It's relatively straightforward to move the dial on a new academic program. The academic dean takes point, department chairs help, and input from teachers is solicited. Likewise, it’s not too complicated to update an enrollment tool like the website or viewbook: get buy in at the leadership level, put it in the budget, and hire a great vendor.
But how do you move the dial on school culture?
That's a question we discussed at one of our head of school meetups. Here are a few takeaways from that conversation that might be useful if this is something you're wrestling with at your school!
Be The Change
Living the behavior you'd like to see is a powerful way to influence change. Hope your school can be more reflective? Engage in some reflection during a meeting. Want your school to be more friendly? Start a tradition of shaking hands with students when they enter your classroom. If you're a head of school or division head, keep an eye out for adults or children in the school who naturally demonstrate the behavior you're looking for and elevate them. Is there a scramble for new office space every summer? Put positive and charismatic adults in offices that are closer to the front of the building where they'll be seen and heard.
It’s hard to do it all by yourself, and you have plenty of things you need to do in your meetings. But take some time in meetings—whether in a small group or together with the faculty and staff—to talk about the way you'd like your school to feel. By coming to a shared understanding, you're more likely to affect change. When I first started at a school, I struggled to enforce the student dress code because I didn't understand the why behind it. After we came together as a faculty to discuss why we had a dress code, the kind of environment we were trying to create, and how we hoped it felt to be a learner at the school, I was much better equipped to have these conversations with students.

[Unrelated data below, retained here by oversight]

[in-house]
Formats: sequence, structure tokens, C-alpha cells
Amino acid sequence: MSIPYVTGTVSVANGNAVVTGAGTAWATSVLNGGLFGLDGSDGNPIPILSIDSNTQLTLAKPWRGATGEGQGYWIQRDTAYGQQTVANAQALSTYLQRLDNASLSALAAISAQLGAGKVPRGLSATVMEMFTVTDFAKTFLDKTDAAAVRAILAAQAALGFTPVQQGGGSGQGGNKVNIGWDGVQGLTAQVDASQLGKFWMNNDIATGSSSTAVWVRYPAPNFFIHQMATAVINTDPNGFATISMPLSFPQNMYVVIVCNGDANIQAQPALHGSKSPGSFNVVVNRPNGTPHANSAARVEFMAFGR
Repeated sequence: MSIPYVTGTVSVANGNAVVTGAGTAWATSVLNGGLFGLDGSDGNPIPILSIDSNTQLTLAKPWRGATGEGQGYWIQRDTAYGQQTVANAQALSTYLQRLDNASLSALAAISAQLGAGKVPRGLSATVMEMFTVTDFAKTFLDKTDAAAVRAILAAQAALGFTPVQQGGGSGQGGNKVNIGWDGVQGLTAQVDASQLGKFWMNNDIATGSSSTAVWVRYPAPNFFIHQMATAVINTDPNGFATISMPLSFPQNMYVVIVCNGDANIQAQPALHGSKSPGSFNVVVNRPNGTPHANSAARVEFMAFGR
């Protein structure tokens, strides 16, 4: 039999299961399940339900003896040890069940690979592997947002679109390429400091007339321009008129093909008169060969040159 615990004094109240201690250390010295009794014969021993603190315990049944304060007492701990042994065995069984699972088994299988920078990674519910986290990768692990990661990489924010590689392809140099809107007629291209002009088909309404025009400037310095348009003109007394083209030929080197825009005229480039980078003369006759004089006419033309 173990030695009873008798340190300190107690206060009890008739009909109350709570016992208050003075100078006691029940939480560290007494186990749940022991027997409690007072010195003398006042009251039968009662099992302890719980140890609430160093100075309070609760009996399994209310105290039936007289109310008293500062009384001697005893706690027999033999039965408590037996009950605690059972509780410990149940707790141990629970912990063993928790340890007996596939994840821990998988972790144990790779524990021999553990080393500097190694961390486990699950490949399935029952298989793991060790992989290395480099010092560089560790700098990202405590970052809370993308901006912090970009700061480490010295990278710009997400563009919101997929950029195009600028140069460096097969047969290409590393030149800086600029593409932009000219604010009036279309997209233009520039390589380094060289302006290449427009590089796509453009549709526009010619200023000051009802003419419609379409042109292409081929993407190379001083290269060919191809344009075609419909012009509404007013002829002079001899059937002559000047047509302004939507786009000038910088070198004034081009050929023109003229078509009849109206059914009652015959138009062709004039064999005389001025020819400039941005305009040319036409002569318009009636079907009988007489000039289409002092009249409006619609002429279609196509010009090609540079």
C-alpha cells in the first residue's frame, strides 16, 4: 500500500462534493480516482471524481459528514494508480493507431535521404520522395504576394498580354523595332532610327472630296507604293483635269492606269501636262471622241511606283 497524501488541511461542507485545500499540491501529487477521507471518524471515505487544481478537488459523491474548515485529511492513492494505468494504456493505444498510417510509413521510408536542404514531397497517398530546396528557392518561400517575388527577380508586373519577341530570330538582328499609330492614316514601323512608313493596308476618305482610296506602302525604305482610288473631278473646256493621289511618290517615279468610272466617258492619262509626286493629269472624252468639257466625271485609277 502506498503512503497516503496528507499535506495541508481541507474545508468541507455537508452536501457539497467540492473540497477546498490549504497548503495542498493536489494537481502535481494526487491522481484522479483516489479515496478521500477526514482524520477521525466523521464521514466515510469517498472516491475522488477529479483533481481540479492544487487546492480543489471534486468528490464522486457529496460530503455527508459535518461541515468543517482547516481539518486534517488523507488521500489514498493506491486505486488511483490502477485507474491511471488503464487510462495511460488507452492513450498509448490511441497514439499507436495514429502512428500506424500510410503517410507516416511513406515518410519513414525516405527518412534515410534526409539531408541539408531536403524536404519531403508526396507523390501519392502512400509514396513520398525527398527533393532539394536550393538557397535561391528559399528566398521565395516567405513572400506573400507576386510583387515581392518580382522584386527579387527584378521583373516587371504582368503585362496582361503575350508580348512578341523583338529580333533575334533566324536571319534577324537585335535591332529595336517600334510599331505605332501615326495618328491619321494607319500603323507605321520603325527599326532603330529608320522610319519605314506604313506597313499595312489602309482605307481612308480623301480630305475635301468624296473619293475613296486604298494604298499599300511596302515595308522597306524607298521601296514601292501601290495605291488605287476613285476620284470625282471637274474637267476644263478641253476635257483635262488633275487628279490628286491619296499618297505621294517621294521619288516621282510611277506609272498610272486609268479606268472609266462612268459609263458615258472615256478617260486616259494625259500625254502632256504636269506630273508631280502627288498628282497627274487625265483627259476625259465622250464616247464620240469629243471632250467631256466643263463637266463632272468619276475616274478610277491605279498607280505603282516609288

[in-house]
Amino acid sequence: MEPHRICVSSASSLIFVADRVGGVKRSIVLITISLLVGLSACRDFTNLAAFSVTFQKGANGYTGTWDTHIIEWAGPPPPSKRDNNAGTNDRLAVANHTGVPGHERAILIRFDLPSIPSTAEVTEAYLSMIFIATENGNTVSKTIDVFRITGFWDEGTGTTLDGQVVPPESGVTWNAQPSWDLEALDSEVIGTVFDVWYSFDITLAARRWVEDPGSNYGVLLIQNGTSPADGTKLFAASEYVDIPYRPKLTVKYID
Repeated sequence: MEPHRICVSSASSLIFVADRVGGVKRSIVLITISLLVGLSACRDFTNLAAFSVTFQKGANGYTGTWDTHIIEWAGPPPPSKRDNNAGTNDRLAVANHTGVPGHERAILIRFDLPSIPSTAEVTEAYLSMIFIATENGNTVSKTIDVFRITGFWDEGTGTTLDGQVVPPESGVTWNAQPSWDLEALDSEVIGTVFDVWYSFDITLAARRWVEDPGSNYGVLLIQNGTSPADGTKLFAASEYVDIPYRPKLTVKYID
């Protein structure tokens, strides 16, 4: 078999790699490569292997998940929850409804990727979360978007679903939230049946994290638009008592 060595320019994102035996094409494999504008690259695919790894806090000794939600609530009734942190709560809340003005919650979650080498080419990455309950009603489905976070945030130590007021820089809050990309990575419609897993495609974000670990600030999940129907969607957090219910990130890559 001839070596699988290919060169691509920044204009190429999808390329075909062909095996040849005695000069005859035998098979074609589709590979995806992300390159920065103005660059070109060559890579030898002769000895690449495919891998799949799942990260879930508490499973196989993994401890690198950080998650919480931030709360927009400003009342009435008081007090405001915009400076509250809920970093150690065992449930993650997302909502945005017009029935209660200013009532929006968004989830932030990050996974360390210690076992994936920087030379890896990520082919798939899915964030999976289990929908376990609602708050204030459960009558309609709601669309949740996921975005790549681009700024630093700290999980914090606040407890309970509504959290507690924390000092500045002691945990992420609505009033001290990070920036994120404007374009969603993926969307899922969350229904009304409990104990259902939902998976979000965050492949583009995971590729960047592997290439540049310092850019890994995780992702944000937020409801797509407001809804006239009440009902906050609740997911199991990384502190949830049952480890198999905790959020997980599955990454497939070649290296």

Can you measure culture? It might be hard, but I think you can. Are you tired of adults who are naysayers? Set meeting norms that allow for critical feedback but require pointing out a solution along with a problem.
Are folks fearful of critical feedback? Create norms around how to offer feedback first. Worried about burnout? Why not hold a competition to see which department has the lowest number of unused vacation and personal days at the end of the year?
How do you move the dial on culture? Let us know at the next heads meetup!